In this series we will dig into various aspects of how technology, fitness and zen intersect.
As a yoga teacher that has been practicing for about 10 years and teaching for 9+ years one of the things I hear most from people who are contemplating starting a yoga practice is, are you ready for this? “I can’t practice yoga because I’m not flexible.”
One thing I love about yoga is that it is movement that is all-inclusive. If you are breathing, you can practice yoga. I remember going to a 5am hot yoga class when I lived in Las Vegas and moving and taking the class for 15 minutes and then resting in savasana (corpse pose which is lying flat on the ground) for the remaining 60 minutes of class. And you know what? I did not apologize as it is yoga that is helpful in determining what my body needs.
Styles of Yoga
Yoga is a group of physical, mental and spiritual practices or disciplines which originated in India. There are many styles of yoga and here are the most common styles here in the US:
- Hatha Yoga provides a foundational start to developing a yoga practice.
- Kundalini Yoga focuses on cultivating spiritual growth.
- Ashtanga Yoga is a practice that is more structured and challenging, both physically and mentally.
- Hot Yoga is the sweatiest and is often considered the most intense of the styles.
What do you need for your yoga practice? Most people begin with a basic yoga mat. There are styles dedicated to hot yoga practices so if that is something you’d like to consider, find a moisture wicking mat and yoga towel, if necessary. I love having cork blocks to help certain poses become more available to me or to my students. Finally, a strap or necktie works again to assist with modifications and to allow yoga to continue to be an accessible practice.
How to find a studio and a subsequent practice?
Do a Google search of yoga studios and/or fitness studios around you. Walk into the space and determine whether or not you enjoy the vibe. Do you feel appreciated? Does it feel safe and welcoming? I’ve had a great deal of success purchasing Groupons or LivingSocials and checking out a new studio that way. Enjoy experiencing various styles of yoga taught by different teachers so that you can check in with your inner voice or intuition to determine what fits your life and will enhance it. And be ok with getting it wrong. That is part of life. And know that you can practice yoga. It is available to you. Here’s an article which includes three poses that will build up your confidence and get you on a path to building your very own yoga practice.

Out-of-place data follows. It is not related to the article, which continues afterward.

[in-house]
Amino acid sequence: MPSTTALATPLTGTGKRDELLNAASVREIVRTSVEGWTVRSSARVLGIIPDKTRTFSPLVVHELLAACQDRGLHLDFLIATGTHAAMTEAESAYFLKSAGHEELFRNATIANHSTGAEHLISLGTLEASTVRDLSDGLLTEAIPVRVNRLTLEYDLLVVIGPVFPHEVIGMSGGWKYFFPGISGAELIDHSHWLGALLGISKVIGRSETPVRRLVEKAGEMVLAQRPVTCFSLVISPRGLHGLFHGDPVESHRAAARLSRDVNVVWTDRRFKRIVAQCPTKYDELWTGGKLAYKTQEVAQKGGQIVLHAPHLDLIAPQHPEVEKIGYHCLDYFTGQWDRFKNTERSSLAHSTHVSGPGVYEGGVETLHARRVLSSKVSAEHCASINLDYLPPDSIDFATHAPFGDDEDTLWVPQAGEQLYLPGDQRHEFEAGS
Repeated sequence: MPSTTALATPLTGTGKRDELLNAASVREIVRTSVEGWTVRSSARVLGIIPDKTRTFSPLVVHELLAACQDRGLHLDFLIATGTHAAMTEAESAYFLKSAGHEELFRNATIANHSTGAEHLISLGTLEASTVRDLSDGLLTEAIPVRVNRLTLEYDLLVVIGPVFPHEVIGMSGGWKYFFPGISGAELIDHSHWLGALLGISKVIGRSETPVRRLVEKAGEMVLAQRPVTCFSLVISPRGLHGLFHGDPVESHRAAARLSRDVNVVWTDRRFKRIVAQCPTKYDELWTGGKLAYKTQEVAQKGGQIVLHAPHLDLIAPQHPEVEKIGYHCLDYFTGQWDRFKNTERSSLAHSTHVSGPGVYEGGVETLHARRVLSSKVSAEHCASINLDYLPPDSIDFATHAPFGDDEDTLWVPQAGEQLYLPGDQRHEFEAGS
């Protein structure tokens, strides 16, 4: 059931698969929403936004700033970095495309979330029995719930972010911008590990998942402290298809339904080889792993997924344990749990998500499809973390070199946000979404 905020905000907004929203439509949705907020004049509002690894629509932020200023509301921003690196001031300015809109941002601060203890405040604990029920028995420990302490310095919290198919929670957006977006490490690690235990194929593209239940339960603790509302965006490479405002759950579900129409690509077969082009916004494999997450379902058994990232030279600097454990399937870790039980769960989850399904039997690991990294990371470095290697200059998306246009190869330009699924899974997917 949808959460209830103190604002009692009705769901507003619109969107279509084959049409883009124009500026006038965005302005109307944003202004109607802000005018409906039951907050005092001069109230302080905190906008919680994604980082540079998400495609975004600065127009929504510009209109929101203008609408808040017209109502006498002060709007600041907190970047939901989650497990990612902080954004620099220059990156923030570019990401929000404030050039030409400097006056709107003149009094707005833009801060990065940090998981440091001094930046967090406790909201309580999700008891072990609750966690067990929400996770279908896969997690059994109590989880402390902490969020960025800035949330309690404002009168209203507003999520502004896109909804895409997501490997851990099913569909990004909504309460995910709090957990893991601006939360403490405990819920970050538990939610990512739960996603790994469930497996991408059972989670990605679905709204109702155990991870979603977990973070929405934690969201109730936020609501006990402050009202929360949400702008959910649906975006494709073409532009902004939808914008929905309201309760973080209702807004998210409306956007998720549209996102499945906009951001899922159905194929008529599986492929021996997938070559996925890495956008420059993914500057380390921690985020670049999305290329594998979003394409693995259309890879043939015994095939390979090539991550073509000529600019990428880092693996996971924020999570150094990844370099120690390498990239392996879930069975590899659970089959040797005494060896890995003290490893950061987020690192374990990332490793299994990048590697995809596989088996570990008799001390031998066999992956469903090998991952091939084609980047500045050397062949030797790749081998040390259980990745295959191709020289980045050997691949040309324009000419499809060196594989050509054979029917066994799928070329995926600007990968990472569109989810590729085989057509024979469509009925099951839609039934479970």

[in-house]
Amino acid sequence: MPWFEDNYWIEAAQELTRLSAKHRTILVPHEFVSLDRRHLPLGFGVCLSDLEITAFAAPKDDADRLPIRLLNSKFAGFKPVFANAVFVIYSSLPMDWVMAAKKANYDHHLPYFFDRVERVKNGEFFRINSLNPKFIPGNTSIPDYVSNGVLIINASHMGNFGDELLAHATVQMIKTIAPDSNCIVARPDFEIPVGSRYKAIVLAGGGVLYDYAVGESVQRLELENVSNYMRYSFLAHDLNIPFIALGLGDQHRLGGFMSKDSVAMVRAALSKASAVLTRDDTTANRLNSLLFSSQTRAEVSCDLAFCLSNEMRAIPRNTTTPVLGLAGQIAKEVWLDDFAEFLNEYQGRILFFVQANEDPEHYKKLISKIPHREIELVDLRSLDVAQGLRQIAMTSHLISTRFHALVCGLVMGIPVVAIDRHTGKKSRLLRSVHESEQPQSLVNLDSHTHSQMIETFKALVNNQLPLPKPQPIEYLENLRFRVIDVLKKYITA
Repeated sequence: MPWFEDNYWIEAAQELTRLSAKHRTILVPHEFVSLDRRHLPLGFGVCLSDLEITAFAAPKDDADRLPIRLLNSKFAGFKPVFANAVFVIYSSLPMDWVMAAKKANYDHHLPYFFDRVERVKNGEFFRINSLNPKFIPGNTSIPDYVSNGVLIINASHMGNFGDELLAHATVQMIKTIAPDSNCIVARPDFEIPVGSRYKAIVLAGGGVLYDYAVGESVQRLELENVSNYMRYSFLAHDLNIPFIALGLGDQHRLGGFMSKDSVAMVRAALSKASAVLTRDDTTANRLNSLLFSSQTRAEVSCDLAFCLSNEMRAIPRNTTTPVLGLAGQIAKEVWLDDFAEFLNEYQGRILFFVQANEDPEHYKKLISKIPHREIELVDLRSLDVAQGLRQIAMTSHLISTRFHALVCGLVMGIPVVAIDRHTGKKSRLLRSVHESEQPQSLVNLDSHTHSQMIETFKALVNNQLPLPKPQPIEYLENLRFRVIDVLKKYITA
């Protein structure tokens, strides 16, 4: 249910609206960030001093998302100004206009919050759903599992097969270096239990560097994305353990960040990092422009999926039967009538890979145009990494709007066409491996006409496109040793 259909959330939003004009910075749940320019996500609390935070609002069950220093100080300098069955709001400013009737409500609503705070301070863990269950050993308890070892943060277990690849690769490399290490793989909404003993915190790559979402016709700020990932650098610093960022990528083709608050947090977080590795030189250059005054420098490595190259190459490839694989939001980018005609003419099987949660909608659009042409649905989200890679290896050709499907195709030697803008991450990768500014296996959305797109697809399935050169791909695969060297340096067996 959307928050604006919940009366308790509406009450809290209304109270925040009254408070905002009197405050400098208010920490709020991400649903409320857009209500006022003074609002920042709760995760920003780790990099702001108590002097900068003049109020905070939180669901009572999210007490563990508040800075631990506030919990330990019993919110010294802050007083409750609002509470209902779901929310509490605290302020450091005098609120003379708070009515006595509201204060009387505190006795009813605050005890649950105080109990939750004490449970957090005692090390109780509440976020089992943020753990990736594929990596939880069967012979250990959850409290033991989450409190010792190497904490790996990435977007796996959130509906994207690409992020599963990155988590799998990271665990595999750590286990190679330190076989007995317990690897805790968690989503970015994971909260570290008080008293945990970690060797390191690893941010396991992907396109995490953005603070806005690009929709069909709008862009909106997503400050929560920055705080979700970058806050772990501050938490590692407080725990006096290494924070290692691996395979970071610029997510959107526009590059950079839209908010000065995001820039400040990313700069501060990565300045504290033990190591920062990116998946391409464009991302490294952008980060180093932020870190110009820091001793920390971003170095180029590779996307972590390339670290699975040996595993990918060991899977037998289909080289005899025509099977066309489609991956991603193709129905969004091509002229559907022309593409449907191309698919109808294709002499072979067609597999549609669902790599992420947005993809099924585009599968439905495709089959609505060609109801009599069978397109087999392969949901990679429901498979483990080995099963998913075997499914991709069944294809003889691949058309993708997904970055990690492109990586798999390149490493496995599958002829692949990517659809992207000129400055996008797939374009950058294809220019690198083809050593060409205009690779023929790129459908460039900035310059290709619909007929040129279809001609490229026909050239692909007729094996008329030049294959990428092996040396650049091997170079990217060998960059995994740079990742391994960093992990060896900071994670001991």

And the practice will grow you and stretch you, no pun intended, if you roll out your mat, keep an open mind and go with the flow.
After your flow, it may become evident that you need a little bit more which is why foam rolling or myofascial release is so important and incredibly helpful in terms of releasing muscle tightness and engaging with trigger points. According to Coach Jeff Kuhland, “By applying pressure to specific points on your body you are able to aid in the recovery of muscles and assist in returning them to normal function. Normal function means your muscles are elastic, healthy, and ready to perform at a moment’s notice.”
A great yoga teacher, Tiffany Cruikshank, founder of Yoga Medicine does trainings on myofascial release and Krystyn Strother wrote a piece that’s on the Yoga Medicine about why fascia matters. It’s important to go backwards to go forwards when discussing myofascial release. In the article, she reports that, “fascia is that it weaves its way into the body and forms the architecture for the soft tissue deep inside. Fascia connects muscles to bone and bones to bones by way of tendons and ligaments, respectively. It helps hold your organs in place and even helps support the bones of the spine via your spinal discs.”
So what to do with this information?
And what do you need for myofascial release? You can use foam rollers, balls or sticks.
- Trigger point foam rollers help to roll out tight IT bands and hamstrings and come in various sizes.
- Even using a tennis ball can be helpful in engaging with trigger points.
- Basic round foam rollers are versatile and can deliver a massaging effect.
- A travel stick can deliver light massage and fits in both carry-on or checked luggage.
Incorporating both yoga and myofascial release can help you move better, on and off your mat.